Arcade by Edward Delaporte

Teenage Mutant Ninja Turtles

My Approach

cabinet upgraded with 8 additional front buttons

The vision for TMNTcade is to bring a shoulder-to-shoulder play experience to a selected set of games I own on other platforms - and to take apart an arcade machine and see how it ticks.

A limit I set for myself is that I will not drill any new holes in the control surface. So I have four joysticks and at most 3 buttons per player to work with.

I was okay with drilling holes through the "J" panel on the front of the cabinet, so I added "start" and "coin" buttons for each player to the front of the cabinet. This let me reclaim the "start" button on top for gameplay, bringing the total per player up to 3.

The original "start" buttons per player are not close of the other controls, so unless the third button is a rarely used "special", we will likely play only 1 and 2 button games.

Parts List

power supply and raspberry pi

This USB chip allowed the existing cabinet controls to be connected to the Raspbery Pi as USB controllers. Rewiring these controls was the most time-consuming part of the project. I used four of these - one for each player (Leo, Mikey, Don and Raph).

USB Controller


The heart of this build is a Raspberry Pi, but pretty much any game system that can accept 4 USB controller and output HDMI, VGA or DVI video would have worked. The chief considerations are availability of titles that do not need many buttons, and systems that do not require swapping physical media. I might end up upgrading to a Steam machine.

Wiring the Controls

the back of the TMNT contol board - panel c

this 4 wire connector had to be turned into a pair of two wire connectors

hole I cut larger to allow controller USB A to B wires through

controller USB A to B wires going through the cut out

Wiring the Screen

I used the part that gets recommended in most guides. It worked fine, except I haven't restored sound yet. It was initially not obvious to me that I had to a remove a cover on the back of the monitor, but once I did, I started finding connectors that matched up as I needed. I pretty much just plugged each wire where it fit, and it worked on the first try.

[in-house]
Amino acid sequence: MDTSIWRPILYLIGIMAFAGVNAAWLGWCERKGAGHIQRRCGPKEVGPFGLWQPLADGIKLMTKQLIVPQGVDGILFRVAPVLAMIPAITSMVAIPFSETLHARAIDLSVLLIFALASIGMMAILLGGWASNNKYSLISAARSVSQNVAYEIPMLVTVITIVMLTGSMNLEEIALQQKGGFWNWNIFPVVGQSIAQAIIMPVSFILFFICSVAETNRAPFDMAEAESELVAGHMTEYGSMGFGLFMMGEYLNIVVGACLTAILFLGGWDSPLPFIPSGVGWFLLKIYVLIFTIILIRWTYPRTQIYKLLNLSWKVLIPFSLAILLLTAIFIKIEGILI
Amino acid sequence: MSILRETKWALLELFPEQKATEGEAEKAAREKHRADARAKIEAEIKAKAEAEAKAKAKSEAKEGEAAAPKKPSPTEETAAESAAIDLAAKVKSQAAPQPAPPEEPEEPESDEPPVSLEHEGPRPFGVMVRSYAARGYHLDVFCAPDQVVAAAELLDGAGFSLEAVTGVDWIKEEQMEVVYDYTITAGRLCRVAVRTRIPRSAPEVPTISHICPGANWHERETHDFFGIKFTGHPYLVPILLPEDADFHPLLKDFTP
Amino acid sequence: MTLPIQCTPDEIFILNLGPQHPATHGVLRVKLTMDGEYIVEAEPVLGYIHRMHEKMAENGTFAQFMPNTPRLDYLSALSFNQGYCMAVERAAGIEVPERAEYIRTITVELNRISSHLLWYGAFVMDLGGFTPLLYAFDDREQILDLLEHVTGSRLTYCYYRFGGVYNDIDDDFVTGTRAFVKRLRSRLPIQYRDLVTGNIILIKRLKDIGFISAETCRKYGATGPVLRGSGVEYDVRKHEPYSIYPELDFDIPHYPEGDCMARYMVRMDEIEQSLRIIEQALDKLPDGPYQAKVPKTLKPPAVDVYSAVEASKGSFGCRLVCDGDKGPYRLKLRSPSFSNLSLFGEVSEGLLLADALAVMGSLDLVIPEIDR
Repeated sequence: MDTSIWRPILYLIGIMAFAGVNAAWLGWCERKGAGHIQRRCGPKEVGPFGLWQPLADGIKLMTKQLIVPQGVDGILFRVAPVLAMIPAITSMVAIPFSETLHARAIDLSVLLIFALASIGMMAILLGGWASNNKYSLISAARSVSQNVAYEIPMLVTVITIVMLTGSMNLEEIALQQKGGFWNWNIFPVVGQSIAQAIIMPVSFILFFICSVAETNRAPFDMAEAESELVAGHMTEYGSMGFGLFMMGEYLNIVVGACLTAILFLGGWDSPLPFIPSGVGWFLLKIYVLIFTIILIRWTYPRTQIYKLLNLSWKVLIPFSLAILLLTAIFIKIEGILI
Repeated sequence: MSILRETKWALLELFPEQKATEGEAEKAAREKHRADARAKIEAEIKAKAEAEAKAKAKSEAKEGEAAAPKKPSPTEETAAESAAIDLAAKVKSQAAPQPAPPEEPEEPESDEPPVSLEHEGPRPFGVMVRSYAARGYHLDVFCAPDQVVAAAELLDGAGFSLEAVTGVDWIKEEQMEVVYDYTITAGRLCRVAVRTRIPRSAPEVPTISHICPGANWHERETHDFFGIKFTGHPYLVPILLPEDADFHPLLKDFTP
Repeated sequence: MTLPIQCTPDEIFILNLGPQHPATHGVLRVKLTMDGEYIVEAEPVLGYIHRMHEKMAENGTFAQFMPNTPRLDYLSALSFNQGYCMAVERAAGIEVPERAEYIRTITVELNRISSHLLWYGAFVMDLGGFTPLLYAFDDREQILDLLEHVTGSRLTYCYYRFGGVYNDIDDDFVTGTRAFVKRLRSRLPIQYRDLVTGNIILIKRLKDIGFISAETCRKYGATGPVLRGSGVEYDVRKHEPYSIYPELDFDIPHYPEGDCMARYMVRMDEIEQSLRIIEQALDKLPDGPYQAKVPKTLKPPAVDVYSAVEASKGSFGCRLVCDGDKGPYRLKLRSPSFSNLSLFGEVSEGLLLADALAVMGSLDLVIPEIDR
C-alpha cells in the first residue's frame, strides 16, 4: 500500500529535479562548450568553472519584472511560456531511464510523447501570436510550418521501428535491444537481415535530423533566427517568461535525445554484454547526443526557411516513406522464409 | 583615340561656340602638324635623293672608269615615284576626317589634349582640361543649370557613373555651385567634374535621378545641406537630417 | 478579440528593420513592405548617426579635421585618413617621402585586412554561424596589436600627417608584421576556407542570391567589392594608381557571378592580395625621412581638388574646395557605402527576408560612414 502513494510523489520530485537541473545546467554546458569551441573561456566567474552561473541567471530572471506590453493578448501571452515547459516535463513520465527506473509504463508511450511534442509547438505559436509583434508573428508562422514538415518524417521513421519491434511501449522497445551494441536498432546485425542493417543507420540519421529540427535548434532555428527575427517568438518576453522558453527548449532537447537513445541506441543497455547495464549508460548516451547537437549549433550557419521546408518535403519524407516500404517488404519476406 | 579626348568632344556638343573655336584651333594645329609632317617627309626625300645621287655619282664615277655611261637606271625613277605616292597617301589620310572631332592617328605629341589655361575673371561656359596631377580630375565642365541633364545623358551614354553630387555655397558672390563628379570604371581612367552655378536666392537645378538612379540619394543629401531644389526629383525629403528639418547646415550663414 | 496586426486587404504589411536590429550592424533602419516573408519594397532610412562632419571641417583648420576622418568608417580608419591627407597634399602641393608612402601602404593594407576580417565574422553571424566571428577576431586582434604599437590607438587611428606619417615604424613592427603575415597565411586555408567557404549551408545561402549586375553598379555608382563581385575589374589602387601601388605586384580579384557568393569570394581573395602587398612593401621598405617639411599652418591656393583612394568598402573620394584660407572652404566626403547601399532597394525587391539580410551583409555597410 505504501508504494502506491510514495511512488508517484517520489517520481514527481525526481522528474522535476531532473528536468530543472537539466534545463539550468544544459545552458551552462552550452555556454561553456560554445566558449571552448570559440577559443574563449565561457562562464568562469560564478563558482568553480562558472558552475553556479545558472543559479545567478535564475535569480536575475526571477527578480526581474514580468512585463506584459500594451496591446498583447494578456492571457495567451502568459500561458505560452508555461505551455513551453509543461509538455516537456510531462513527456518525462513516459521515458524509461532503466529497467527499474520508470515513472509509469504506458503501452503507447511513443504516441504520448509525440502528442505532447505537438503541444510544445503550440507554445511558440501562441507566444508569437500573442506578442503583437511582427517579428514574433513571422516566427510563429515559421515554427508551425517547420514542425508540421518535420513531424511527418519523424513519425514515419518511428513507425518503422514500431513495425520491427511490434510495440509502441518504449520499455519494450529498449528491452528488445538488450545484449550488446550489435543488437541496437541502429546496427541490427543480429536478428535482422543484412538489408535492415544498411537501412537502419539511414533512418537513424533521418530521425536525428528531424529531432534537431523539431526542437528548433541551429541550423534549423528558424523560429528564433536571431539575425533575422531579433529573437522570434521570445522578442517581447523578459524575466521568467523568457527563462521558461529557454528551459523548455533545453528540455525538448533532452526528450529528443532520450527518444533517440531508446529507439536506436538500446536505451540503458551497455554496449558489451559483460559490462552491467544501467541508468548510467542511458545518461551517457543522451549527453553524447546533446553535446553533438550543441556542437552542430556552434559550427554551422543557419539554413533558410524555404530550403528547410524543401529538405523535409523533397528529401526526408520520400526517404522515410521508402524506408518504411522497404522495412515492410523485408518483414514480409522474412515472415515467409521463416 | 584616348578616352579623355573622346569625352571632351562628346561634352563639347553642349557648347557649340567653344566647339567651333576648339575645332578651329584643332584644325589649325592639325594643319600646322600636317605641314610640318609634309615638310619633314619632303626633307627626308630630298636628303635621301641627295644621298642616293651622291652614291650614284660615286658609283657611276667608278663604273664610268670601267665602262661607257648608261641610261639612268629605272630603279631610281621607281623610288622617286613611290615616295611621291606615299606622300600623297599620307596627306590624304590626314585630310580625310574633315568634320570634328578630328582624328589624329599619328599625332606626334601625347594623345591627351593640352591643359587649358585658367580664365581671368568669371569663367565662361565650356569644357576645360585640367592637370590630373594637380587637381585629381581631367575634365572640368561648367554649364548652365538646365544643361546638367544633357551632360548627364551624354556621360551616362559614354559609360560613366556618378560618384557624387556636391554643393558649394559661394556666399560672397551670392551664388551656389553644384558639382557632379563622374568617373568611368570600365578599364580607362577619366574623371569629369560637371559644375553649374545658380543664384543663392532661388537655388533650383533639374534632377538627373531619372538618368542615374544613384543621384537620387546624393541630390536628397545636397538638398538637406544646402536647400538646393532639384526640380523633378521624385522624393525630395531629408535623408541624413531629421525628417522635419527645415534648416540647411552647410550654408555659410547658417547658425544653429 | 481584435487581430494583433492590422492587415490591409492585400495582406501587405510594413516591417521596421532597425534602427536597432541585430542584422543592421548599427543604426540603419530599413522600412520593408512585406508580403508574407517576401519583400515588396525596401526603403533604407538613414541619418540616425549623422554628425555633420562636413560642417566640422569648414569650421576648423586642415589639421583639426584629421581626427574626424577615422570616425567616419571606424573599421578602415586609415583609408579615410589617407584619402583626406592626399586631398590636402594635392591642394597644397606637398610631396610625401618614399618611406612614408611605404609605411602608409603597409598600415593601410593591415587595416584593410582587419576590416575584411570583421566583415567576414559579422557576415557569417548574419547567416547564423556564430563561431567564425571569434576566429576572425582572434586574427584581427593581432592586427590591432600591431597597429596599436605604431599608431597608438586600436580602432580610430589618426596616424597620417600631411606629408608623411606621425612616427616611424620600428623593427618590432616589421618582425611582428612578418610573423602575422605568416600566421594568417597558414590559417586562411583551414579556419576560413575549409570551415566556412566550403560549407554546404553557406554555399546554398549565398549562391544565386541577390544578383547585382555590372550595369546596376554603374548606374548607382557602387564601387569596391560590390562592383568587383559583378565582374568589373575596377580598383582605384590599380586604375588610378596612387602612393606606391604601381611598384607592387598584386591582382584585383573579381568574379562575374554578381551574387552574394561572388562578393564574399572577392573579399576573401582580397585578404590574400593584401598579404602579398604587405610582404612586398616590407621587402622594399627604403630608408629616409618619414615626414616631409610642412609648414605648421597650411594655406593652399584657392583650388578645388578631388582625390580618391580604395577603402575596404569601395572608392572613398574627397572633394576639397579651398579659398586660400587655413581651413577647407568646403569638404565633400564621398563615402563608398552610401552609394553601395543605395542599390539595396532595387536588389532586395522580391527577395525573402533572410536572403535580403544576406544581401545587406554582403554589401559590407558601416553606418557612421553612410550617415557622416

First Configuration - Only supports 2 button games

At this point, I had only one 'select' button. I wired the cabinet on/off switch to an extra button on Leonardo's controls. This worked for awhile, but eventually the controllers were detected on boot in a different order, and then it was no longer possible to press start+select on the new player 1, because while Donatello's controller has the same mapping, it lacks an button in that position.

Eventually I added two more buttons per player to the front panel - mapped to start and select. This returned the surface top 'add coin' buttons for use on gameplay - brining the total per player up to 3 buttons, without modifying the top of the deck.

Second Configuration - Supports 3 button games

j panel drilled for additional buttons

By adding 8 buttons to the panel "J" on the front of the cabinet, the will free-up the 4 "start" buttons on the top of the cabinet for use during gameplay.



As of this writing, I do not have sound. The Raspberry Pi outputs the sound into the HDMI signal, and the split that comes out of the video adapter is not strong enough to drive the speaker. I understand ETA Prime has a guide to solving this, and I plan to revisit.


12 volt power supply

Some people wire the external on/off and sound controls deep into the heart of the their Raspberry Pi, but as of this writing I have not bothered. To solve turning the system on and off, I purchased a voice control ready wall outlet switch. So I just tell my voice control gadget to turn the arcade on and off as needed.

Issues after first build